Ozouni - New Year's Soup
Akemashite Omedetou Gozaimasu | 明けましておめでとうございます | Happy New Year！ The first three days of the year are the most sacred in the Shinto religion as the god of the New Year is said to visit each household to bring good luck and fortune. There's a lot of work leading up to the holiday including a deep clean and tidying of the home, decorating with New Year's ornaments and cooking enough New Year's food to last you the first 3 days (after all that work, you're meant to rest and not cook, clean or spend any money for at least the first 3 days). Growing up, I hated the days leading up to New Years because it meant lots of floor scrubbing and helping out in the kitchen, but now I appreciate all the rituals. It's so cleansing to reset the house. But my favorite part of all is of course, the food.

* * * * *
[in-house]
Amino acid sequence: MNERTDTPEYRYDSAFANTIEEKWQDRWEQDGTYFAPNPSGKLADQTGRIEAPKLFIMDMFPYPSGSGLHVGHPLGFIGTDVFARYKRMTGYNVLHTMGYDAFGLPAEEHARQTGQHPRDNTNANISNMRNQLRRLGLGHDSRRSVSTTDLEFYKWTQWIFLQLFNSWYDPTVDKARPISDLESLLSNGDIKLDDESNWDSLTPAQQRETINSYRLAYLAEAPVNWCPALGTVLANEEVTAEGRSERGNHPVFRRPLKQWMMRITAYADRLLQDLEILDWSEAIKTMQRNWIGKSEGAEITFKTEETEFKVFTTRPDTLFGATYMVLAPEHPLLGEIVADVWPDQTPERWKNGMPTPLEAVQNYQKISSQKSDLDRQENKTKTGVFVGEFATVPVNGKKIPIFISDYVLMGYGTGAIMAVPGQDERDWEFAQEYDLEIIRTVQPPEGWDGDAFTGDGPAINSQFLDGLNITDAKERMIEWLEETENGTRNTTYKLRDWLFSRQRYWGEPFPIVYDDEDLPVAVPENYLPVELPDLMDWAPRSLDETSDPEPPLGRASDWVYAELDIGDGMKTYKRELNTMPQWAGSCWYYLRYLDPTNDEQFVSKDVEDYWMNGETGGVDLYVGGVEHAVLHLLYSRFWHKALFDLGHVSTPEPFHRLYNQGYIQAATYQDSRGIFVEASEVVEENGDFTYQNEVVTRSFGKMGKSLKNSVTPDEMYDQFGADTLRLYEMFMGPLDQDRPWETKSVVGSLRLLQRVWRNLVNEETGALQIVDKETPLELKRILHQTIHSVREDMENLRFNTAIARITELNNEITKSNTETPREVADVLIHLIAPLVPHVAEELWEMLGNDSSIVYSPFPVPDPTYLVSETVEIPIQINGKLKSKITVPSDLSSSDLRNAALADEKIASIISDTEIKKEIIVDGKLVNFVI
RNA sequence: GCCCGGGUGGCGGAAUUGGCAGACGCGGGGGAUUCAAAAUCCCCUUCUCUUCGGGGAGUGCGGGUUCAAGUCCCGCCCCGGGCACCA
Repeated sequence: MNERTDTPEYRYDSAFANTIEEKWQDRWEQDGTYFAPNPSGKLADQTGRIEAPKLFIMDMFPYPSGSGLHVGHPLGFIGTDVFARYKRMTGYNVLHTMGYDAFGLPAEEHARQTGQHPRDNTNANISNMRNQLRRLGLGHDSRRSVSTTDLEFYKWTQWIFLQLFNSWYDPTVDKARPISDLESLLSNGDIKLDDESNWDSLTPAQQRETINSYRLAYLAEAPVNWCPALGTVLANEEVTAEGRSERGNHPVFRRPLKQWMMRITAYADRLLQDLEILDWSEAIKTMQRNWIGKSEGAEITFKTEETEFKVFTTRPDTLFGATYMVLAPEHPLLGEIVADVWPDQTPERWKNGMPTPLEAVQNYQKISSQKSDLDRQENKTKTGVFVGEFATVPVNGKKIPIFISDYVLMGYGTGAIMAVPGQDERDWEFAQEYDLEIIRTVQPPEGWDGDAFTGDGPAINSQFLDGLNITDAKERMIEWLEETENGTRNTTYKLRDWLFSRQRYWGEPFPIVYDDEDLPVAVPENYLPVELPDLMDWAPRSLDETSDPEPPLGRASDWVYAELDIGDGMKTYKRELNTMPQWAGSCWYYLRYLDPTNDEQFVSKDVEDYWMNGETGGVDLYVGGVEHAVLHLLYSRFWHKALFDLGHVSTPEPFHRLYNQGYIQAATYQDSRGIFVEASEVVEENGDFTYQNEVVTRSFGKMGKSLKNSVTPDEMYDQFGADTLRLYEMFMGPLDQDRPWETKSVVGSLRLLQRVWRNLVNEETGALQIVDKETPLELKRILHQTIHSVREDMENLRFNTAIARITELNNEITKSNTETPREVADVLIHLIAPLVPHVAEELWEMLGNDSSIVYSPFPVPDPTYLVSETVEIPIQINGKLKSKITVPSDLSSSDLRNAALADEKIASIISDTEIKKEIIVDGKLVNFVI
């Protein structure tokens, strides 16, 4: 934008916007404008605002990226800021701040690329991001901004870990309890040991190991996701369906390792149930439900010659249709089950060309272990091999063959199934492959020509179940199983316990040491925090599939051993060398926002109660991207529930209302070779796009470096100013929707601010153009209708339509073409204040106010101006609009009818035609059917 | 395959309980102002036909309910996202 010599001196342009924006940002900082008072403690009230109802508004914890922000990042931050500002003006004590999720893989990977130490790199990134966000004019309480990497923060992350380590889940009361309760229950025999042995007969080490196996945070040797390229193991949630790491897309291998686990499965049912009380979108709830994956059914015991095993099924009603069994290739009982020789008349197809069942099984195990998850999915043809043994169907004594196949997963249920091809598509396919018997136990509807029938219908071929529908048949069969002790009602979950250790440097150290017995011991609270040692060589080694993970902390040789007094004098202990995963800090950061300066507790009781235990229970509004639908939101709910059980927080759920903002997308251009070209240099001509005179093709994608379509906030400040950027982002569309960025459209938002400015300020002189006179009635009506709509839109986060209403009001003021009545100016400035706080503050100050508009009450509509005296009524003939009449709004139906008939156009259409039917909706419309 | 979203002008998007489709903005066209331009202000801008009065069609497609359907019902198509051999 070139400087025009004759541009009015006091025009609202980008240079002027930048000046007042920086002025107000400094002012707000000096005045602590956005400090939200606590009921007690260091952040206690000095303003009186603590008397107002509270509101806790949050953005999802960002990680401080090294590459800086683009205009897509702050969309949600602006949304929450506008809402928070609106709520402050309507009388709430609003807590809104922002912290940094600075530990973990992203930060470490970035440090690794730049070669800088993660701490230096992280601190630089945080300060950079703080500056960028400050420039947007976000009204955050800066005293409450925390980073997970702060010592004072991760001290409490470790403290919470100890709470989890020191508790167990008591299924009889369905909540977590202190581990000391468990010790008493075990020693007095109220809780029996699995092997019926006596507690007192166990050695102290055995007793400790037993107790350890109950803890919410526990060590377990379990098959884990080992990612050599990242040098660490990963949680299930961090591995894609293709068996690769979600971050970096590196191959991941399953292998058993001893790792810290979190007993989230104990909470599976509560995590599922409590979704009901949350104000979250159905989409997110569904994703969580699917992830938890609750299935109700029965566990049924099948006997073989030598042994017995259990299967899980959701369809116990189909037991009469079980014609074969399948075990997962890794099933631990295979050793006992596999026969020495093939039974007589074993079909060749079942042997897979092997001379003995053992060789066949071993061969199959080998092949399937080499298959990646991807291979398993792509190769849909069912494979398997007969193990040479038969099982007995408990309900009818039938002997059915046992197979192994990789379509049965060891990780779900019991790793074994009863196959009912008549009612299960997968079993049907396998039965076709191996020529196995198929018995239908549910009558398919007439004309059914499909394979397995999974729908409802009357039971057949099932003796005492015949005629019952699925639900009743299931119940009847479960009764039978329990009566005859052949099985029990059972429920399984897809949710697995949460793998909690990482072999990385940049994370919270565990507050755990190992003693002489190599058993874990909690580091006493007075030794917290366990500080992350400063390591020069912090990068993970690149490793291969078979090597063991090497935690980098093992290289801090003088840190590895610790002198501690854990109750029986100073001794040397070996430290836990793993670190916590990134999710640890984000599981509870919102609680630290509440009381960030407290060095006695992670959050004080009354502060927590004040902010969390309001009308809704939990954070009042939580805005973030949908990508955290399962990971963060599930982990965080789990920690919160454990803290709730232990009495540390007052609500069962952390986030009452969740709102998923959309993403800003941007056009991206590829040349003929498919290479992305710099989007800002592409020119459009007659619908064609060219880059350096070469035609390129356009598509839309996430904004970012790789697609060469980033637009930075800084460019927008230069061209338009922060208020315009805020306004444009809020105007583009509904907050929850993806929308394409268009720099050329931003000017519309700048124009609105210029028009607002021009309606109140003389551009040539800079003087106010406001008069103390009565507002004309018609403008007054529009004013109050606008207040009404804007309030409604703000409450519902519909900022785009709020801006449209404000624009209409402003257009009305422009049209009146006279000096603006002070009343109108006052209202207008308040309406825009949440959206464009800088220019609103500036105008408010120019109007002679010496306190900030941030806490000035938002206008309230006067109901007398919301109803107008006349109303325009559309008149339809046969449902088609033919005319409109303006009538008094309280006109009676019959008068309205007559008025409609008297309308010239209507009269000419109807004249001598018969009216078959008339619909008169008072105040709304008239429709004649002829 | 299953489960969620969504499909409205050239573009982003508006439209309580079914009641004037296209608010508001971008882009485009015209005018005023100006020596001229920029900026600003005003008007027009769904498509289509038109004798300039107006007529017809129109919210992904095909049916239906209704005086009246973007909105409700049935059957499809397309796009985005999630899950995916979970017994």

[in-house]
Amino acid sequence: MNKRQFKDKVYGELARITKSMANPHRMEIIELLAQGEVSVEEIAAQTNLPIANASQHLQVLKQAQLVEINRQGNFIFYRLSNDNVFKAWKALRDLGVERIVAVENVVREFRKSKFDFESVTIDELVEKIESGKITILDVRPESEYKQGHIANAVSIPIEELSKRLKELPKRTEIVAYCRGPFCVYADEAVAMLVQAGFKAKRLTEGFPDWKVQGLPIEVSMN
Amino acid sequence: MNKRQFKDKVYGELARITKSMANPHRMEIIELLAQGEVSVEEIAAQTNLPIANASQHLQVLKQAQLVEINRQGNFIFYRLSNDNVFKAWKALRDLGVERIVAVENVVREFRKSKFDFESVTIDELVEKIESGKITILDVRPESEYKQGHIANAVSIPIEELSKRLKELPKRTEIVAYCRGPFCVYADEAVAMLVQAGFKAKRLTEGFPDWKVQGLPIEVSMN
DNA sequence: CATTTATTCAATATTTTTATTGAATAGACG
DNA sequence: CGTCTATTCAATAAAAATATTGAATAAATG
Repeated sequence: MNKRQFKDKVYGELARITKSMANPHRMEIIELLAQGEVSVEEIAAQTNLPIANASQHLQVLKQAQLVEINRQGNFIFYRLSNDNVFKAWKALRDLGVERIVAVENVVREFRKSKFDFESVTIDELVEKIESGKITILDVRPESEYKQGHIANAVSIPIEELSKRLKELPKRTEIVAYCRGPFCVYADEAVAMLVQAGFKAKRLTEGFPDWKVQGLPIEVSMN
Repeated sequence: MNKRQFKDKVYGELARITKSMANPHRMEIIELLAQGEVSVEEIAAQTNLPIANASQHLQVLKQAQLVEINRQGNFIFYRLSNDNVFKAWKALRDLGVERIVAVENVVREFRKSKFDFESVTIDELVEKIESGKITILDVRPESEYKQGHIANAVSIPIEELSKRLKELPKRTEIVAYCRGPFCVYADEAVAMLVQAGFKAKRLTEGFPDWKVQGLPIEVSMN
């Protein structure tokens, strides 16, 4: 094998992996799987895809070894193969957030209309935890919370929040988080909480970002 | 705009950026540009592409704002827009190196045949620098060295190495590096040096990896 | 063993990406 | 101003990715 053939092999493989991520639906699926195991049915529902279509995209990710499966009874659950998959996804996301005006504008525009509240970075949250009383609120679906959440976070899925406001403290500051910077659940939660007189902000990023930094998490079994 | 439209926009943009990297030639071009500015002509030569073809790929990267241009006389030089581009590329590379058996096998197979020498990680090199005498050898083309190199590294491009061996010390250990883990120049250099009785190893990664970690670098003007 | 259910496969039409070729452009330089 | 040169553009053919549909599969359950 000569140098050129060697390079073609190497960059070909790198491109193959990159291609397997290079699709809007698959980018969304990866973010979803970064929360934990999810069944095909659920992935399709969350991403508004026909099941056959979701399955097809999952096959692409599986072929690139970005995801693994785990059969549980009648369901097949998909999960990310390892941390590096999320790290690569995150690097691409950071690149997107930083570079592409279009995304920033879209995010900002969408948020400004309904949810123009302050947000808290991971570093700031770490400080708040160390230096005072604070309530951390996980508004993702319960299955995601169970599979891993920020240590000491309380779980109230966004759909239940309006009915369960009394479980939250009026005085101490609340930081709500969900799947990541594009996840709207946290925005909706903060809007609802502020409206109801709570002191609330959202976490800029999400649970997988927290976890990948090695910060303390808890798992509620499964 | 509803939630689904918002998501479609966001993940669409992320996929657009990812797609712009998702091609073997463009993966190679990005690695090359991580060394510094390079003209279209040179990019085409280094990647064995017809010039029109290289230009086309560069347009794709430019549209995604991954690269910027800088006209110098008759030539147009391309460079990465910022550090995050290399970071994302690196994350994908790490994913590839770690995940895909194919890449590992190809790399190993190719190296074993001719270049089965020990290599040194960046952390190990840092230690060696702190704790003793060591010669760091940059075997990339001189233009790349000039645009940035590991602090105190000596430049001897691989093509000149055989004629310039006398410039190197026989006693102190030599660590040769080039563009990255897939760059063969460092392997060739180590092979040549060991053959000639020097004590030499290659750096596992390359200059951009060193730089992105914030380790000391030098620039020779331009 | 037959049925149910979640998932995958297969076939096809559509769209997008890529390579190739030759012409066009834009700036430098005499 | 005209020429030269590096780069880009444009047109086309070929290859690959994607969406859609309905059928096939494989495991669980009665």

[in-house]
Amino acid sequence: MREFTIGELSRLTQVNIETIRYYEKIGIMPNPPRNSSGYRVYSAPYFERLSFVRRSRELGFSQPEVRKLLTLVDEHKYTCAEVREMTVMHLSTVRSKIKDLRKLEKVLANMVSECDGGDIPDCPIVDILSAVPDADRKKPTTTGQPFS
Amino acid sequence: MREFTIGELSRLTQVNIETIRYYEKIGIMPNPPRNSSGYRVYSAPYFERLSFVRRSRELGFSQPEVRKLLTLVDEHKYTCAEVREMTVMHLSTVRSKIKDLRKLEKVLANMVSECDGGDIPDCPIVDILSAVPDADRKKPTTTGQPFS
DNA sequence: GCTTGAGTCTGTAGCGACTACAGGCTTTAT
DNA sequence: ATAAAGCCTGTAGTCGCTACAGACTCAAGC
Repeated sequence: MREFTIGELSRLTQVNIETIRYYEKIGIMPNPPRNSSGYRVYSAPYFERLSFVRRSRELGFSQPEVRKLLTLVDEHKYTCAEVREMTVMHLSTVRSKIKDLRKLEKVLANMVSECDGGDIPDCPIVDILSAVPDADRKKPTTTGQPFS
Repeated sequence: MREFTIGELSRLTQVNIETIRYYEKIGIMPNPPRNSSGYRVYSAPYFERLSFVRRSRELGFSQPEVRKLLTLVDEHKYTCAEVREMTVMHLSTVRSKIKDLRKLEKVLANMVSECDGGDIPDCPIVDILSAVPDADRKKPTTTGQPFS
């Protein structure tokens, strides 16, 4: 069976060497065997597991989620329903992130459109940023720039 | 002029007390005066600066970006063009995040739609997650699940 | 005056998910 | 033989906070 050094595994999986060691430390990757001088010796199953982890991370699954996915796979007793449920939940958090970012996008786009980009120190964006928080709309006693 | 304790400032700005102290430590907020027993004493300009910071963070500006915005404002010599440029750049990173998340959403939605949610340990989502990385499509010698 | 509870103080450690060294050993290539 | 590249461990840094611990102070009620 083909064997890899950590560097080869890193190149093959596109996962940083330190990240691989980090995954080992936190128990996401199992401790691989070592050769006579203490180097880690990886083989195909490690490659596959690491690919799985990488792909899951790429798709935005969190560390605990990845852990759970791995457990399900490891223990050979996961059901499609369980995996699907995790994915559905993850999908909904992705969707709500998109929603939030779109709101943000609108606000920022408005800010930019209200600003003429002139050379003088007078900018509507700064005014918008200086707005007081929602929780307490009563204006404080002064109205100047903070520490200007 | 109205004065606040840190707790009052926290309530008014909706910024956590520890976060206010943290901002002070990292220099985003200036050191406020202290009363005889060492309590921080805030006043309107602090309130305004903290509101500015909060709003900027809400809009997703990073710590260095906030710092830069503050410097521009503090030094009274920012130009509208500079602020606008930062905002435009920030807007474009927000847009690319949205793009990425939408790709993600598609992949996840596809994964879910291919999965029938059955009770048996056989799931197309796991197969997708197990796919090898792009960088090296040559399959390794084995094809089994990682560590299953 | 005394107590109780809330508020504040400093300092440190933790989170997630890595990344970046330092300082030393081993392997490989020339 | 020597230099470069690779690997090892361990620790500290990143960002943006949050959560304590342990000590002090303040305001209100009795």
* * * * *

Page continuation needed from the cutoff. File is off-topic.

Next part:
Today I'm sharing the most accessible New Year's food: ozouni (お雑煮). It varies widely in style depending on the region and family. The only constant of every ozouni is the mochi. During this period when even the cooks get to rest, mochi is used as the carbohydrate as mochi can be made and dried in advance and is shelf stable. Nowadays, if you visit a Japanese grocery store at the end of the year you will find bags and bags of commercial mochi. But, I always wait for my bag of mochi from my mother as she makes large batches and gifts it to me and my sister. My mother always made a clear dashi based broth with mochi, shrimp and/or chicken, hakusai (aka nappa cabbage), carrots, shiitake, and fish cake. It's the first dish I have every single year and it just tastes so much like a new year.